The temporary disappearance of the Codex Calixtinus was devastating to scholars and the general public alike because of its historical significance and special status as a symbolic object representing an important component of Spain´s national identity. This monumental collection of texts, images, and music relating to the cult of Saint James the greater in Santiago de Compostela is the most eloquent testimony (besides the Cathedral of Santiago itself) to the process by which James of Zebedee came to be revered as the Apostle of Spain. By the eleventh century, the belief that James had preached the Gospel in the Iberian peninsula had accrued onto the conviction that his body had been translated to Santiago.
The enduring appeal of Saint James’s continued presence in Galicia nourished a thriving pilgrimage to his tomb. The pilgrimage became a signal feature of European religious and cultural history; as such, it was crucial to the region´s economic and political development. Gradually, Santiago (both the saint and his resting place) became intimately linked with royal patronage and with the history of Spain.
Like the saint’s cult, the idea of Spain long remained a fluid entity that shifted with the political landscape.
The Codex Calixtinus is an important witness to the construction of the Santiago’s cult in the middle decades of the twelfth century, when the French influence in the Iberian peninsula was at a high point. Given the cultural and political environment in which the pilgrimage to Santiago developed, it comes as no surprise that the manuscript contains musical notation typical of central France. A section of the Codex added in the mid-twelfth century comprises a collection of polyphonic compositions and a complete mass and office for the feast of Santiago.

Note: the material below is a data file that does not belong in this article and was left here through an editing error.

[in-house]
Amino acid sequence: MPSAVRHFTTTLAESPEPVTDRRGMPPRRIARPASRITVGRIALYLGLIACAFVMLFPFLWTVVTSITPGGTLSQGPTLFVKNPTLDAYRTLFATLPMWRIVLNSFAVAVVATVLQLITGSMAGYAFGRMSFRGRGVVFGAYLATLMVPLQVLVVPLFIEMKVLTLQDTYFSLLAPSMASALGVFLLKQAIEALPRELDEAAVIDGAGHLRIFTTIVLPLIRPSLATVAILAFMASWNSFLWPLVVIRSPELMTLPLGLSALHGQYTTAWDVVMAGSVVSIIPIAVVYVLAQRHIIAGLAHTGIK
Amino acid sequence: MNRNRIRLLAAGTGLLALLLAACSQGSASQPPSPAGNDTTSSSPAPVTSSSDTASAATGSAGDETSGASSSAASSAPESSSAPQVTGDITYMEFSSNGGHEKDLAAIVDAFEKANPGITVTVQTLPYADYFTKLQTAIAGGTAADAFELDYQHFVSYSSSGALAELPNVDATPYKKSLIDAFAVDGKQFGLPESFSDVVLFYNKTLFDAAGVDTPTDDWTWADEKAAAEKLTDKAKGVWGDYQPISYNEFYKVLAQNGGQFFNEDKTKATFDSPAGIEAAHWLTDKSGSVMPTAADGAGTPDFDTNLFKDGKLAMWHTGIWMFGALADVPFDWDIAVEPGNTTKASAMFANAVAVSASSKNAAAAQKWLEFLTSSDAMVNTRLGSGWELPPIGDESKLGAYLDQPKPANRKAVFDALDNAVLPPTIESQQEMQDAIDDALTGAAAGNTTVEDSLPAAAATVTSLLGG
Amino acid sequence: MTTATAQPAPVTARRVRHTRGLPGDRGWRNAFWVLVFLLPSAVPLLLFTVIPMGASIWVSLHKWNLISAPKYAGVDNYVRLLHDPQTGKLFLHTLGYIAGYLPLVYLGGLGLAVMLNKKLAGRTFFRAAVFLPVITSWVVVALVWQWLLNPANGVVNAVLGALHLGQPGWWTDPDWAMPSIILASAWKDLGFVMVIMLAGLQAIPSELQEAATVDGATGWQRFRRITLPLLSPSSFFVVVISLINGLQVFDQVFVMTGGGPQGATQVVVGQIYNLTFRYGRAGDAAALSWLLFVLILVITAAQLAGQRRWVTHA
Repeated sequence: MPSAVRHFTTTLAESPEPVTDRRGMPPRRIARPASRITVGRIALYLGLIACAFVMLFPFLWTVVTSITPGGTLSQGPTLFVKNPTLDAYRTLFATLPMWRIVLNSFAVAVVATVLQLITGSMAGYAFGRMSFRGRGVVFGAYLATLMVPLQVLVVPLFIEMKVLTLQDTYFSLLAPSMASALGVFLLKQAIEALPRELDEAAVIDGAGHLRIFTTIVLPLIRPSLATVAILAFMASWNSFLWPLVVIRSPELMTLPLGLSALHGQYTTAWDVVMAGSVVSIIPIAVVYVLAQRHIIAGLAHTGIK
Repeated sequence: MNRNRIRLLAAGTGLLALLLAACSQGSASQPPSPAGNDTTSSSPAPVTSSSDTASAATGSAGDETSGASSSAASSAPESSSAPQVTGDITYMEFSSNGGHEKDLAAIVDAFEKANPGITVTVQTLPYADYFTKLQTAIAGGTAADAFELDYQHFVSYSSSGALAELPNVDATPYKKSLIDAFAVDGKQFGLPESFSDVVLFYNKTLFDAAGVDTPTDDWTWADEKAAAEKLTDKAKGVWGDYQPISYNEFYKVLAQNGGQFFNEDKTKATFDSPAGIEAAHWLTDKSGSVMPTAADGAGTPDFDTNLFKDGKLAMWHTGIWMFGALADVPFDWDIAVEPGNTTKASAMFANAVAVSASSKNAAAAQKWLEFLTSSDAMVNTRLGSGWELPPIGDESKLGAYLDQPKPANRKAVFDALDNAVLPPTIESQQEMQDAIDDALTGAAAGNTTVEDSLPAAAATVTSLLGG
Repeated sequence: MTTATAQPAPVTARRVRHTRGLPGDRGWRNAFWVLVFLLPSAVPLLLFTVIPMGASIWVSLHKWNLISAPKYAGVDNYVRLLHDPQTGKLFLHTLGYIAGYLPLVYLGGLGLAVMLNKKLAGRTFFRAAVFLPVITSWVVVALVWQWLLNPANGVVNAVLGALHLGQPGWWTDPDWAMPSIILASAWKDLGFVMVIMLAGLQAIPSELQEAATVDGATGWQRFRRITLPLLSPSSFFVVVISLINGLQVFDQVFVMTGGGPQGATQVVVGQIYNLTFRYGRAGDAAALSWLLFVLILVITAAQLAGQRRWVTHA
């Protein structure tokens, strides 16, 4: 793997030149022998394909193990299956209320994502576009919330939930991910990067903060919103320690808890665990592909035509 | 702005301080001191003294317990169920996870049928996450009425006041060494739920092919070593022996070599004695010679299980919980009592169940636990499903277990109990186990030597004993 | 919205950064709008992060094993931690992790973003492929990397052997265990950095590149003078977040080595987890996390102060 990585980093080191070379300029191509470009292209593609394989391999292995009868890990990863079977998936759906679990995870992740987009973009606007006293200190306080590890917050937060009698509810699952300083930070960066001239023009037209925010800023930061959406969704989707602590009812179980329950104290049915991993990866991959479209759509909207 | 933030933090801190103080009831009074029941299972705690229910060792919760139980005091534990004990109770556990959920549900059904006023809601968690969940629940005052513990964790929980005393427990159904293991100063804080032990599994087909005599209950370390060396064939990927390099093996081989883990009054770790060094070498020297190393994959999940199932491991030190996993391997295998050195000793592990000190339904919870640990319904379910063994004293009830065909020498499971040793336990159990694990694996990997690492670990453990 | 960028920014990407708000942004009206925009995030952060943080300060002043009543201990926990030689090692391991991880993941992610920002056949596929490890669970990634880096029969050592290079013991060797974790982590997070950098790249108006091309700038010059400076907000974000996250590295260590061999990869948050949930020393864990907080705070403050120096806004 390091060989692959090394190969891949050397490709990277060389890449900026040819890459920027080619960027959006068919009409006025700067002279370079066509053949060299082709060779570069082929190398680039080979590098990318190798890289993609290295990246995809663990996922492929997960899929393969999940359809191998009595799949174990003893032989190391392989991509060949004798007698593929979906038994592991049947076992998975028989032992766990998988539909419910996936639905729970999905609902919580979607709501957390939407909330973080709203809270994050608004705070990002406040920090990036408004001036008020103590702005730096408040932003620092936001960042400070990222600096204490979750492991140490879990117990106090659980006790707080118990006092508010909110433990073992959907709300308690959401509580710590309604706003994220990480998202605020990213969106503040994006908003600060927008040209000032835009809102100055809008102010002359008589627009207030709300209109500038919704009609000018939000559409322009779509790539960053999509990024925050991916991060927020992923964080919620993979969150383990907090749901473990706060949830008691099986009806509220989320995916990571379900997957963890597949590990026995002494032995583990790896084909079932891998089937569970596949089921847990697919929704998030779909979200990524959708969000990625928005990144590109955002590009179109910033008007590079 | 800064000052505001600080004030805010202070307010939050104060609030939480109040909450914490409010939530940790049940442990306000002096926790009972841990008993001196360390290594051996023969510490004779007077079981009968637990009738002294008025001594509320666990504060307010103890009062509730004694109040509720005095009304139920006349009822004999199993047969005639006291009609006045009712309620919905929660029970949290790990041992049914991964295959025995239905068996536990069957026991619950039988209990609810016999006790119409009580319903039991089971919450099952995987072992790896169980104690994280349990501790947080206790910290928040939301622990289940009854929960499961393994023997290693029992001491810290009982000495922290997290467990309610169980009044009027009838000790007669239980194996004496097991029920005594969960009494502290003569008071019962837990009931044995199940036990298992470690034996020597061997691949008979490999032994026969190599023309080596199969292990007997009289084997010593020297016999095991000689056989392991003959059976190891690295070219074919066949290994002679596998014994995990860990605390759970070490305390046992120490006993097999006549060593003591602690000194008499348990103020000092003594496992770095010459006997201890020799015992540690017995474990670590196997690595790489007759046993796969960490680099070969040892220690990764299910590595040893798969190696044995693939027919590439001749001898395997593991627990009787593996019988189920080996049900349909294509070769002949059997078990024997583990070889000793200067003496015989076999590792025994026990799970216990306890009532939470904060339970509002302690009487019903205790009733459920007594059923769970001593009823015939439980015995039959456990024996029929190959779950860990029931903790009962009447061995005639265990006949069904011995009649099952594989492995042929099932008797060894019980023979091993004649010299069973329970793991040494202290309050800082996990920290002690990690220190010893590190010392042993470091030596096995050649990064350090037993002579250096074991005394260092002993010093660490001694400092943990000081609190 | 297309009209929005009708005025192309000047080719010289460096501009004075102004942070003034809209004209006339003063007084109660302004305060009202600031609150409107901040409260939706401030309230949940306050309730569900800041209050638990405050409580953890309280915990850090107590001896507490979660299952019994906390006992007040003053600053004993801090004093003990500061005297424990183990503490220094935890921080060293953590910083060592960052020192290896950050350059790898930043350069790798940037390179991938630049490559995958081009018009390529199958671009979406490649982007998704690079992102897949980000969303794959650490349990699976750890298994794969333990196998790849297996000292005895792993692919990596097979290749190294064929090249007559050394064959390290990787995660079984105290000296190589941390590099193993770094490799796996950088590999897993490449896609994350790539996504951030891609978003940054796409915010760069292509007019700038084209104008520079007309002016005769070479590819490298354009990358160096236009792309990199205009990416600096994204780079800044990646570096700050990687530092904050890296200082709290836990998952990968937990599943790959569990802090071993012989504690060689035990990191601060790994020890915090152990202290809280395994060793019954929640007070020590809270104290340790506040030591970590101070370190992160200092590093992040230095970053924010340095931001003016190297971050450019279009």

The unique set of chants for Santiago was apparently notated in the area around Nevers, and possibly connected to the church of the Madeleine at Vezelay. Although other texts in the Codex (such as the pilgrim’s guide to Santiago, the miracles of Saint James, and an account of the saint’s translation from the Holy Land to Compostela) are all of equal importance in the creation of the cult, the music for the veneration of the saint evokes most suggestively the expression of devotion to the saint in performance. This music also reveals the rich cross-fertilization that resulted from the contribution of French clergy.
It may seem ironic that a book so central to the idea of the Spanish nation should be so deeply imprinted by the involvement of French clerics, but this is a pattern in the history of Spain. In the eighteenth century, the accession of the Bourbon dynasty to the Spanish throne yielded new inroads for French culture in Spain and led to another phase in the formation of modern Spanish identity. One of the most significant projects under the Bourbons was the inventory of the ecclesiastical archives. Andrés Marcos Burriel, the Jesuit scholar entrusted with the inventory of holdings in Toledo Cathedral, the primatial see, apparently took a special interest in the Codex Calixtinus as had generations of historians before him. From the twelfth century onward, copies and partial copies of the codex were made for all kinds of reasons.
Around 1750, excerpts from the codex were compiled for Burriel, to assist him in his goal of writing a new ecclesiastical history of Spain. For Burriel, as for us, the contents of the Codex Calixtinus were both old and new. The texts, music, and images in the precious book now restored to the cathedral treasury are the traces of the process by which medieval saints’ cults were formed, and at the same time, they are the vestiges of a pilgrimage that continues to hold meaning today for countless thousands.